information from individual requesters, and a government-wide directive
from 2010 requires institutions to process requests without regard to
the identity of the person seeking records."
While, strictly speaking, not illegal, federal information commissioner Legault, signaled another problematic practice: the monitoring / surveillance of FOI requests in sensitive areas (especially requests emanating from opposition parties or the press).
"The Conservative government has been criticized in the past for flagging
some sensitive requests — typically from the news media or opposition
MPs — for special scrutiny in ministers' offices, delaying release or
even improperly censoring material."
"Flagging" potentially explosive FOI requests for pre-scrutiny by federal ministers amounts, effectively, to the censorship one expects in those "Communist states", like China, that the Harperites so love to excoriate! Shades of Orwell' "1984".
Another classical way of killing embarrassing information and questions is simply to cut off funding. This, too, is an established practice of the "transparency-loving" Harper government.
The Michael Sona saga
Other forms of authoritarian behaviors are evident on the part of the Harper government. One particularly egregious tactic: telephoning voters who are supporters of other political parties on election day, telling them that their voting station has been changed and they must go elsewhere to vote. When the voter gets to the alternative polling station they find they are not registered to vote there and, if they do not have the time or inclination to go to their legal voting station, they lose their vote. Dirty political tricks, of course, are older than the ancient Athenians. Liberals, for example, have not been above stooping to the tactic of voter diversion on occasion in recent elections. Traditional Québec elections, in particular, were noted for multiple voting, fraudulent voting (the dead voted..), ballot box stuffing, ballot box theft and destruction, goon squads to enforce politically correct voting and marked ballots (so if you were someone important, the pols would know who you voted for).. But those were the "good old days" and we were supposed to be beyond all that..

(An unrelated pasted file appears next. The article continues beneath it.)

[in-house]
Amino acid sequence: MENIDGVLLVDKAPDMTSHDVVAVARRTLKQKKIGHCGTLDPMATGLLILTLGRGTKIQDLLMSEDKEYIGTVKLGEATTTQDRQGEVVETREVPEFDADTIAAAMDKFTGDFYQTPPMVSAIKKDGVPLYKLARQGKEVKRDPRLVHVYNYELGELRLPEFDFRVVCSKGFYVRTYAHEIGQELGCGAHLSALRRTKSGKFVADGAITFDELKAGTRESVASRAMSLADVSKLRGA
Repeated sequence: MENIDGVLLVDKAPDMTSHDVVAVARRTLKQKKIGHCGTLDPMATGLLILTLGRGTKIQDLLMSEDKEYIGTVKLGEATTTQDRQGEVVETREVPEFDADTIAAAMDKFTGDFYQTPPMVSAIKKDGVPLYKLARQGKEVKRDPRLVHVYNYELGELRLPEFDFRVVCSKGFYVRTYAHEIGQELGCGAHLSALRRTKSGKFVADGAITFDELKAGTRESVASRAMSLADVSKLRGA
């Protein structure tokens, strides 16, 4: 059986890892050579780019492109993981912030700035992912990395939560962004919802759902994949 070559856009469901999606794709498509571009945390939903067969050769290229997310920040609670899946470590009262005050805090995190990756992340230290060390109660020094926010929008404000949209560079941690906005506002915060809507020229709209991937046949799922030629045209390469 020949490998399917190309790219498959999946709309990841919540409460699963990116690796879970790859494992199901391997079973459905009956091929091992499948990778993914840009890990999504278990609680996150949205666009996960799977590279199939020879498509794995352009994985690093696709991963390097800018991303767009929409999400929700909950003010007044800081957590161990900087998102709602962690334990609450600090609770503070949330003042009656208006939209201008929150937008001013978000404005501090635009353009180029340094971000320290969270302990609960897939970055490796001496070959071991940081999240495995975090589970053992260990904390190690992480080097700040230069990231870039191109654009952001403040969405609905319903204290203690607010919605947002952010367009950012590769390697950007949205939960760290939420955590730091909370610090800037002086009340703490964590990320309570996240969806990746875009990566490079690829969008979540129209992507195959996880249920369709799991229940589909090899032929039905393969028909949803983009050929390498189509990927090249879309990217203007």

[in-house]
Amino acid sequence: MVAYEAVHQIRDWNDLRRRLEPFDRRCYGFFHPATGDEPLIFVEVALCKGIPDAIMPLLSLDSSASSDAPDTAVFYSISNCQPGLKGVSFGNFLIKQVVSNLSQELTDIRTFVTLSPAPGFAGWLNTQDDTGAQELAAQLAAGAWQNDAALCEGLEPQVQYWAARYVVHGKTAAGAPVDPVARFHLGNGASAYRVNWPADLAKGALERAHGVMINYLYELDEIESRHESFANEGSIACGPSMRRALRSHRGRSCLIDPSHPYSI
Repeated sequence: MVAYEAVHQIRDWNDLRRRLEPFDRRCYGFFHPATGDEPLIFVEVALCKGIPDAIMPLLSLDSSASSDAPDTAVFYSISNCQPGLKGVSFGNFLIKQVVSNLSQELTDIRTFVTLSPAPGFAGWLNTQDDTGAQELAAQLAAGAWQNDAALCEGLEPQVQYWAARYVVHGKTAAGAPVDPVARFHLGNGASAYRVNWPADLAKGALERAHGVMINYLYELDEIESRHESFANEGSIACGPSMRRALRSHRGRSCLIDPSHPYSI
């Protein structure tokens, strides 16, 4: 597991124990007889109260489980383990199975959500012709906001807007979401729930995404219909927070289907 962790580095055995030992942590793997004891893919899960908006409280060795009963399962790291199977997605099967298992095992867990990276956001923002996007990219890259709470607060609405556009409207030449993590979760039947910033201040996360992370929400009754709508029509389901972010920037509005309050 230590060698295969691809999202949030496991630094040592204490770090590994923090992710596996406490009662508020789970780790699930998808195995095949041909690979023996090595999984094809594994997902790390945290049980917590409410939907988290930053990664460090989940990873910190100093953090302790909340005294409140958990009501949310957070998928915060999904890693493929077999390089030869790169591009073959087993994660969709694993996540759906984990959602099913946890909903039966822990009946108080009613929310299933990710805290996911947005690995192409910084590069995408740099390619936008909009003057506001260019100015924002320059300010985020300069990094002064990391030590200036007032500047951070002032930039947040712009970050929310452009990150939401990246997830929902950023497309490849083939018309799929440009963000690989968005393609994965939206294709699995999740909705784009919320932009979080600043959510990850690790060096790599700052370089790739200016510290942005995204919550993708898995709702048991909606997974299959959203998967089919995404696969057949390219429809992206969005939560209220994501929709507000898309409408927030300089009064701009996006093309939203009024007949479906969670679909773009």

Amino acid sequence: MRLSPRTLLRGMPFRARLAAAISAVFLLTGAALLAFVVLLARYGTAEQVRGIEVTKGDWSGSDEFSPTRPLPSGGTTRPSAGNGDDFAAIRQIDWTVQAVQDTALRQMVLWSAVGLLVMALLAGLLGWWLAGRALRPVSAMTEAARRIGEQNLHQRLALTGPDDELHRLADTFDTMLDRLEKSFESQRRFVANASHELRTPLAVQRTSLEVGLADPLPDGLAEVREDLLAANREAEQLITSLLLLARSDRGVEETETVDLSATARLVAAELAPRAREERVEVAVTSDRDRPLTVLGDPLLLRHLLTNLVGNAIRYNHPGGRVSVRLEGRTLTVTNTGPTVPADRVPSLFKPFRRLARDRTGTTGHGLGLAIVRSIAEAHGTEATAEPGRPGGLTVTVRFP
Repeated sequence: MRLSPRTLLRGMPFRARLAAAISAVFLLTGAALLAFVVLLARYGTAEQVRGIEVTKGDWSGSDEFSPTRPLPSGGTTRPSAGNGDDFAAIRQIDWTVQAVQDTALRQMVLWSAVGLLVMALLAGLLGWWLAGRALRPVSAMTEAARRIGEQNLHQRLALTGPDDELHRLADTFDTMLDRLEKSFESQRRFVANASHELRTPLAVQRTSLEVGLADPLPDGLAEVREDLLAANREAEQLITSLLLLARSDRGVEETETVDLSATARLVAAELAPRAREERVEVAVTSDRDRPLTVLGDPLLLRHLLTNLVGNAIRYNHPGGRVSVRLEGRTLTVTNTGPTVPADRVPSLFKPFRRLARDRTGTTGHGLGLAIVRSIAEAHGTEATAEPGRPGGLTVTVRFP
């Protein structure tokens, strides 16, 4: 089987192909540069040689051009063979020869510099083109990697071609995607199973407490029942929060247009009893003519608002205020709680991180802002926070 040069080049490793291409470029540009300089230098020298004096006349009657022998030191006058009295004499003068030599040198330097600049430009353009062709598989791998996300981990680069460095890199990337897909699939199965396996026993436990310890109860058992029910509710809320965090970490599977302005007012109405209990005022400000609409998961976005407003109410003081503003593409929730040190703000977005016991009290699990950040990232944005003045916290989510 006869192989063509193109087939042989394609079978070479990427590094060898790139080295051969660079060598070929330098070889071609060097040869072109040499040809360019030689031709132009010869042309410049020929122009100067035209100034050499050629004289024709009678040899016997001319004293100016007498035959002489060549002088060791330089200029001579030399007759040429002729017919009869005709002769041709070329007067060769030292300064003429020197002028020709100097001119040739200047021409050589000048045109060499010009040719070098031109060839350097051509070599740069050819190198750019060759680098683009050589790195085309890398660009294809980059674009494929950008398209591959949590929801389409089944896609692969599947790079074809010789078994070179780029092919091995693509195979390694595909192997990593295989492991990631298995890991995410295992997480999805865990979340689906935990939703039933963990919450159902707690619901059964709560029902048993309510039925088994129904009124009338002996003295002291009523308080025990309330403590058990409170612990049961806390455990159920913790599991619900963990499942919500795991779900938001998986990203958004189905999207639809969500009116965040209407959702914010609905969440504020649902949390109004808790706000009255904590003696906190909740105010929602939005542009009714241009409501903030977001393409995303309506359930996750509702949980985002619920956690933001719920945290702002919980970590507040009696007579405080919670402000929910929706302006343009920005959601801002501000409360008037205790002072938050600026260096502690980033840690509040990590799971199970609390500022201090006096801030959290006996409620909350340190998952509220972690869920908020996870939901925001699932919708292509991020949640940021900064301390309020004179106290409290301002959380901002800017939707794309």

In the last federal election, the Harperites apparently employed an updated form of voter diversion using robo-calls from automated call centers. This came to a head in the notorious Sona affair in which a young Conservative party worker, Michael Sona, was indicted, then convicted, of voter interference. Sona, the first person to be actually convicted of voter interference, was sentenced to 9 months prison and a year of probation. The judge felt Sona did not act alone in the diversion of 6,700 voters although Sona himself still proclaims innocence. Given that Sona did not act alone, why were others not indicted? Was it a simple lack of evidence? (And, if so, why the lack?) Was there political influence in the police investigation? Was Sona - who was in his early 20s during the robo-calls escapade and rather naive - hung out to dry, a convenient and powerless scapegoat who could be sacrificed at little cost? (The above photo gives an indication of Sona's age and maturity at the time of the infractions, May, 2011.)